Saudi-Iraqi border sees heavy flow of pilgrims headed for Hajj

A member of the Saudi border guards patrols the fence on Saudi Arabia's northern border with Iraq, near Arar City, in this February 23, 2015 file photo. (AFP)
Updated 18 August 2017
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Saudi-Iraqi border sees heavy flow of pilgrims headed for Hajj

ARAR: The Arar crossing on the Saudi-Iraqi border is seeing a heavy flow of Iraqi pilgrims heading to the Kingdom to perform Hajj.
It has also been attracting diplomats. Saudi minister of state for Gulf affairs, Thamer Al-Sabhan, and Brett McGurk, US special envoy for the anti-Daesh coalition, on Wednesday inspected the crossing.
This came two days after a similar visit by Saudi Ambassador in Baghdad Abdul Aziz Al-Shemary, and his Iraqi counterpart Rashid Al-Any.
The vice president of the Anbar provincial council, Faleh Al-Issawi, said he had received Al-Sabhan and McGurk at the crossing.
Sabhan tweeted a picture of himself with McGurk and Al-Issawi during his visit, with the caption “from the Iraq of fraternity and brotherhood.”
Al-Issawi said the visit was intended to “inspect the crossing, its working mechanism and the mechanism of receiving Hajj pilgrims, in addition to its readiness for trade between Riyadh and Baghdad.”
The deputy governor of Anbar, Mustafa Al-Ersan, said the visit is “a positive step,” and the crossing will be open after the Hajj season for bilateral trade.
Saad Al-Hadithi, spokesman of Iraqi Prime Minister Haider Al-Abadi, said: “There is an agreement with Saudi Arabia on reopening the crossing for trade and visits between the two countries.”
The decision was made during Al-Abadi’s visit to Saudi Arabia, Al-Hadithi said, adding that Riyadh and Baghdad are also preparing to reopen the Jamima crossing.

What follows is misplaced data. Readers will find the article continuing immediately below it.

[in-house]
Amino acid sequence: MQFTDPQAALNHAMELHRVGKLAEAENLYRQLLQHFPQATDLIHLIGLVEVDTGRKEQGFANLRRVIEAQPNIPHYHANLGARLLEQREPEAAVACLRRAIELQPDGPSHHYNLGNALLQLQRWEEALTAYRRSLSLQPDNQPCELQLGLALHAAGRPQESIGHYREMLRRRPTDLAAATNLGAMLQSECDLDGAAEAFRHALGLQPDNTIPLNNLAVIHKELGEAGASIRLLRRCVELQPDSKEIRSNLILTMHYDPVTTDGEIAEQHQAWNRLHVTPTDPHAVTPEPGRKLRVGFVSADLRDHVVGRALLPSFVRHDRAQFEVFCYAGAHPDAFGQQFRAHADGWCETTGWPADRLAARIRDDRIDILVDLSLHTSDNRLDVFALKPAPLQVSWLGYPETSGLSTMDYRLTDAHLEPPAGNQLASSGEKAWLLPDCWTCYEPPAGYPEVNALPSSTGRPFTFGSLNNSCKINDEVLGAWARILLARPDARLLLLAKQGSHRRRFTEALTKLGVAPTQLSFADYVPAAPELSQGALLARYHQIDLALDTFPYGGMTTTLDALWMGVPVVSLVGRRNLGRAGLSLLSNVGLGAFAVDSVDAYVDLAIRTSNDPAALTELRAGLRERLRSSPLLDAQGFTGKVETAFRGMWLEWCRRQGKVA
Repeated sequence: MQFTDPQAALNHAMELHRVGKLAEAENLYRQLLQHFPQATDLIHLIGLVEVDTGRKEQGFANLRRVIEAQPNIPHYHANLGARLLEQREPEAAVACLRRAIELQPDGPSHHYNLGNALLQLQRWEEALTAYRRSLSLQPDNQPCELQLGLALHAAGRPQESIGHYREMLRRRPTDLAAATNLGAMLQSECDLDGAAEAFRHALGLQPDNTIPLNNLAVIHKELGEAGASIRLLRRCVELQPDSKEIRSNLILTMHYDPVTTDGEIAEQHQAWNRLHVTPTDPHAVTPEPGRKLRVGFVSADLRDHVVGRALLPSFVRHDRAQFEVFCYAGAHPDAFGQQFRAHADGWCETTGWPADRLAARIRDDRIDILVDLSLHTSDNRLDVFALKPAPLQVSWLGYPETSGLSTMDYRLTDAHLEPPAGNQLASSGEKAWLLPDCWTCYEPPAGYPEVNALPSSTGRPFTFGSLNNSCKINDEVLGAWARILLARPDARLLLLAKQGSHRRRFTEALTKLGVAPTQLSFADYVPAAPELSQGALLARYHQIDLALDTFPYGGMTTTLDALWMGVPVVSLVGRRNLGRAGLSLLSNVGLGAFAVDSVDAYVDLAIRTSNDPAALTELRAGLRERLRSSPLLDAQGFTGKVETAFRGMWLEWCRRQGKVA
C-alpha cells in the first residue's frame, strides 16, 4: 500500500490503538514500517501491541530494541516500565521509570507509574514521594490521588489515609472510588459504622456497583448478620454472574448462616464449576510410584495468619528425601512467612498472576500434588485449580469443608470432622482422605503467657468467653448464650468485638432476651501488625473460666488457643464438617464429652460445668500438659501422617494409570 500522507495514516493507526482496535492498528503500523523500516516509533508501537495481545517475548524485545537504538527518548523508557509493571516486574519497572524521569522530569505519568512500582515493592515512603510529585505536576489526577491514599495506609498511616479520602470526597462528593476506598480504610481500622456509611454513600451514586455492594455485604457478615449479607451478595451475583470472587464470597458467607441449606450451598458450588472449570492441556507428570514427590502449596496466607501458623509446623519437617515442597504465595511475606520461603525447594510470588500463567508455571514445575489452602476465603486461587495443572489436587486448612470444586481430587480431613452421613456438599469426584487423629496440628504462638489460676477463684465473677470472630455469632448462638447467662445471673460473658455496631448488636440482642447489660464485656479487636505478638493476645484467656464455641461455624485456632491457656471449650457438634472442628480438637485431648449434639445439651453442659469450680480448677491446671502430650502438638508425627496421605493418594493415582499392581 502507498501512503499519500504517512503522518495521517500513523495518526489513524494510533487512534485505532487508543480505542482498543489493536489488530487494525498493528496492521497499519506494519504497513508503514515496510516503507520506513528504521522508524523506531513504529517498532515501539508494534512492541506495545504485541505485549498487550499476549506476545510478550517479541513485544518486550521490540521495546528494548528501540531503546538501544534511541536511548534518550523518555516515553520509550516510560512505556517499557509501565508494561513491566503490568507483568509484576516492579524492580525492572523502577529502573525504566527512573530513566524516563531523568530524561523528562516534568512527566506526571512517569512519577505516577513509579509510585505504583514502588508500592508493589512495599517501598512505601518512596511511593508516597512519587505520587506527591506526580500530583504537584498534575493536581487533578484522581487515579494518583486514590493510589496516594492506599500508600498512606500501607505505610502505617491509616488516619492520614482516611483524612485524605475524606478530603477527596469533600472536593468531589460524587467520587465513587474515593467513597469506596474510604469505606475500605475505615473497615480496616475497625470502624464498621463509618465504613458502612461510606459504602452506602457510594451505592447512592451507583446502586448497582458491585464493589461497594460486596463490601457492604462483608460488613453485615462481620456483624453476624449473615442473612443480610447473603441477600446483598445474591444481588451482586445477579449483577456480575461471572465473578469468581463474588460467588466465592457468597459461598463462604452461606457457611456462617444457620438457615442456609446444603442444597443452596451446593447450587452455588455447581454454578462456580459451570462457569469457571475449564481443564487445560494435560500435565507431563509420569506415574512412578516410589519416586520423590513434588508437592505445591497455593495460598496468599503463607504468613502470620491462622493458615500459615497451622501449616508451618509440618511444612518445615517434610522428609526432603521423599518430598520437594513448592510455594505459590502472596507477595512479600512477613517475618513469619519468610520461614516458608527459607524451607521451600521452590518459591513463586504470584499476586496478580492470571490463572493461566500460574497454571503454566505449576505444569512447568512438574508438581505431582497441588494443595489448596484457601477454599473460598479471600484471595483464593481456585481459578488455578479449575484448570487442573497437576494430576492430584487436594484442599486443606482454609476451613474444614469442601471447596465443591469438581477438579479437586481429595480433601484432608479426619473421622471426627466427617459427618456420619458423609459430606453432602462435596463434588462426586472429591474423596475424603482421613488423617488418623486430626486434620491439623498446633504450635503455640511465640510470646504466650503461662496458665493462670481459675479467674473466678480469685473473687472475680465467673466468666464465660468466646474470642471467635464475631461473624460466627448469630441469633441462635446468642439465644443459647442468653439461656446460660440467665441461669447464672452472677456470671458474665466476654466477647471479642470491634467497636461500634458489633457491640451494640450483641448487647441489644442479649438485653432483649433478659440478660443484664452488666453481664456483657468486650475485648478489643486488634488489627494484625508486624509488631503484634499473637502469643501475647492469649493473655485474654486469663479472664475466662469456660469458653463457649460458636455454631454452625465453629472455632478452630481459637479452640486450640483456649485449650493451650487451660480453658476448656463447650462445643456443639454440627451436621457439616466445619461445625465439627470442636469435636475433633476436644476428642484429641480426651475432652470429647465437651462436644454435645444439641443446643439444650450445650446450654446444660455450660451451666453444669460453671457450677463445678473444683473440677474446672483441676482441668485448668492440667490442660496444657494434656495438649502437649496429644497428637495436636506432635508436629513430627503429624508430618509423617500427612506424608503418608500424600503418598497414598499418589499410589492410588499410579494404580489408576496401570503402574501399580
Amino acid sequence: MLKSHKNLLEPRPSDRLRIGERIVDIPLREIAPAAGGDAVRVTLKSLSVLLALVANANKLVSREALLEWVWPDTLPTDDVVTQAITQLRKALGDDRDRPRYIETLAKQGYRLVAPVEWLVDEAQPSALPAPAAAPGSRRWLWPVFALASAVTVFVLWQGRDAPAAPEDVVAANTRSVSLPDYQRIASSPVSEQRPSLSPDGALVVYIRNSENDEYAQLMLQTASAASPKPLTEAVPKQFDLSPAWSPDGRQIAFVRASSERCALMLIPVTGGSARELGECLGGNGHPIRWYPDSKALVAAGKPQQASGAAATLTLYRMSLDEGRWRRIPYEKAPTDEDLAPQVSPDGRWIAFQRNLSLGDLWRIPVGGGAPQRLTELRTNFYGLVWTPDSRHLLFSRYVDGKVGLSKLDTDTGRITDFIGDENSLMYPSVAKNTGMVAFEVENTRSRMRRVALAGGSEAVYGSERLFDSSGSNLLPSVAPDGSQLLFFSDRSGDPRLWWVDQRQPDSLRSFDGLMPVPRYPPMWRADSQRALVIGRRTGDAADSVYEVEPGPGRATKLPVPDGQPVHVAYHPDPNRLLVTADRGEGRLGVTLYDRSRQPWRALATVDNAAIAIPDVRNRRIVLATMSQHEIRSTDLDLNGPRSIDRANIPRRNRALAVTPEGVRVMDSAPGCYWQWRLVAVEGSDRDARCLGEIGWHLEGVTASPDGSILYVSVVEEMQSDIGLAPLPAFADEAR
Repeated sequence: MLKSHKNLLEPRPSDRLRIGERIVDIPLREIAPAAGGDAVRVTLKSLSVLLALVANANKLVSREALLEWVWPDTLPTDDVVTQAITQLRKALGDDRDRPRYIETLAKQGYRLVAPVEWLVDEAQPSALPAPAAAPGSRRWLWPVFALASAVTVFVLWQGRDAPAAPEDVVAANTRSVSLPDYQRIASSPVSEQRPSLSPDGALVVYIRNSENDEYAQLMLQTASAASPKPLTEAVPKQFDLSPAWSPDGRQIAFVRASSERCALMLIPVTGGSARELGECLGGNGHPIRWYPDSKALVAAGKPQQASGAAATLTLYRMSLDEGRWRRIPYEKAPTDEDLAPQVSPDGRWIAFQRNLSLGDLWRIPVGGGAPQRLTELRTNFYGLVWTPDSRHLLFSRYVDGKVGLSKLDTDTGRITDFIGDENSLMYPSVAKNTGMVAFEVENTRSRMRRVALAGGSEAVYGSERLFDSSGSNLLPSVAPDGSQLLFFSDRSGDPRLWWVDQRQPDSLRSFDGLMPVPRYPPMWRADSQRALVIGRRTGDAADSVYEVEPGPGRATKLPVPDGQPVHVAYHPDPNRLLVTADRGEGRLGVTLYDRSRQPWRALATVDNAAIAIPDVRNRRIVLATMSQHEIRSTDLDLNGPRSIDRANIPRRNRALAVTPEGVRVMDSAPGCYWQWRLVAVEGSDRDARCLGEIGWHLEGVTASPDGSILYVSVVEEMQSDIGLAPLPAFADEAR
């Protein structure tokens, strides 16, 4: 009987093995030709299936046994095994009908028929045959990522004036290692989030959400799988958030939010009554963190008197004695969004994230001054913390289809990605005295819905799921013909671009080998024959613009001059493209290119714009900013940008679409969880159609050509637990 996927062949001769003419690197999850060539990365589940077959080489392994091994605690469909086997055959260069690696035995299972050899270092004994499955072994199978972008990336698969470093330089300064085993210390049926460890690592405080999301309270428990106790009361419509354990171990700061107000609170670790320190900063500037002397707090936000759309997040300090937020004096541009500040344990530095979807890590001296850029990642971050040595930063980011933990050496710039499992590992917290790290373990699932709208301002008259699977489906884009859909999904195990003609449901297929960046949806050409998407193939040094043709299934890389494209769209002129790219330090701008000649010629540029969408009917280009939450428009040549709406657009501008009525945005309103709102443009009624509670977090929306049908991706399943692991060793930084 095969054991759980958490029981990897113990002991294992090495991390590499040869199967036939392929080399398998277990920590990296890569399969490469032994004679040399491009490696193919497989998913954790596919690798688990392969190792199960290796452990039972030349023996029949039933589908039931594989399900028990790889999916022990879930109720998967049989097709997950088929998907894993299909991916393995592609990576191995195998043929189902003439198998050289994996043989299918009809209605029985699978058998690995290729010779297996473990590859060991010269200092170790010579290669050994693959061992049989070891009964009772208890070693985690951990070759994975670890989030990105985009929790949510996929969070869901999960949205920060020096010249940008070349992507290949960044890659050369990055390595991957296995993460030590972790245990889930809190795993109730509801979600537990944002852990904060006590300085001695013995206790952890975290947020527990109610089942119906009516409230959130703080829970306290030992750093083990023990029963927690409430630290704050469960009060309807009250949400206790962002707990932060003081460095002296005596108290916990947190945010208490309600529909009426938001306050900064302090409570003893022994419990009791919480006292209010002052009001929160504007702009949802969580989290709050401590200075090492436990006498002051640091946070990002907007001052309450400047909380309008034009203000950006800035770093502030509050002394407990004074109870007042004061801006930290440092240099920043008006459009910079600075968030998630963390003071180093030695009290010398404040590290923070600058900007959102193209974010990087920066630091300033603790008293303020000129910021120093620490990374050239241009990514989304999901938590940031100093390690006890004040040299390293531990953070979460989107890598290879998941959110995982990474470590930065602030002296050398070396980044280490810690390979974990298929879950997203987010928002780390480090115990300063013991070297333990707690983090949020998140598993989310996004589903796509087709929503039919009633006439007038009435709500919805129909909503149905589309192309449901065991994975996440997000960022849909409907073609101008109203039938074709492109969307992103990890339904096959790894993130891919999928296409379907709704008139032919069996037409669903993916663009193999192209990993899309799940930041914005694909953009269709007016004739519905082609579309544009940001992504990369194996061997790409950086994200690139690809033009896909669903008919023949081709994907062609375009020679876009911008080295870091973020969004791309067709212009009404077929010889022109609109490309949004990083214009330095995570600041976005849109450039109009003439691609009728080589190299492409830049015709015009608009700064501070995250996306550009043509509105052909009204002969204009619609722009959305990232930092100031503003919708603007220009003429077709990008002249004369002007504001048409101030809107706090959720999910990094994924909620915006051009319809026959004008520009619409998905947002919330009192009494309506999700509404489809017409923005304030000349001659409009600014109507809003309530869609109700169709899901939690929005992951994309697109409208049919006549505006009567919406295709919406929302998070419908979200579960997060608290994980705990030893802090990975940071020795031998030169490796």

World applauds as Saudi women take the wheel

A Saudi woman and her friends celebrate her first time driving on a main street of Alkhobar city in eastern Saudi Arabia on her way to Bahrain on June 24, 2018. (AFP / HUSSAIN RADWAN)
Updated 25 June 2018
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World applauds as Saudi women take the wheel

  • As the de facto ban on women driving ended after more than 60 years, women across the Kingdom flooded social media with videos of their first car trips
  • The celebrations even reached as far as France, where Aseel Al-Hamad, the first female member of the Saudi national motorsport federation, drove a Formula 1 racing car in a special parade before the French Grand Prix at Le Castellet 

JEDDAH: The world awoke on Sunday to images and video footage many thought they would never see — newly empowered Saudi women taking the wheel and driving their cars.

As the de facto ban on women driving ended after more than 60 years, women across the Kingdom flooded social media with videos of their first car trips, while some police officers among the large number out on the streets distributed roses to the first-time drivers.

The celebrations even reached as far as France, where Aseel Al-Hamad, the first female member of the Saudi national motorsport federation, drove a Formula 1 racing car in a special parade before the French Grand Prix at Le Castellet.

“I hope doing so on the day when women can drive on the roads in the Kingdom of Saudi Arabia shows what you can do if you have the passion and the spirit to dream,” she said.

In a tribute to Saudi female drivers, the Lebanese soprano Hiba Tawaji released a special video of a song she performed live in Riyadh at a concert last December “Today women in Saudi Arabia can legally drive their cars,” she said. “Congratulations on this achievement, this one’s for you!”

Back home in Saudi Arabia, the atmosphere was euphoric. “It’s a beautiful day,” businesswoman Samah Algosaibi said as she cruised around the city of Alkhobar. 

“Today we are here,” she said from the driver’s seat. “Yesterday we sat there,” she said, pointing to the back.

“I feel proud, I feel dignified and I feel liberated,” said Saudi Shoura Council member Lina Almaeena, one of the first women to drive in the Kingdom.

She told Arab News that the event was changing her life by “facilitating it, making it more comfortable, making it more pleasant, and making it more stress-free.”

Almaeena urged all drivers to follow the traffic and road safety rules. “What’s making me anxious is the misconduct of a lot of the drivers, the male drivers. Unfortunately they’re not as disciplined as they should be. Simple things such as changing lanes and using your signals — this is making me anxious.

“But I’m confident: I’ve driven all around the world when I travel, especially when I’m familiar with the area. It’s really mainly how to be a defensive driver because you have to be.”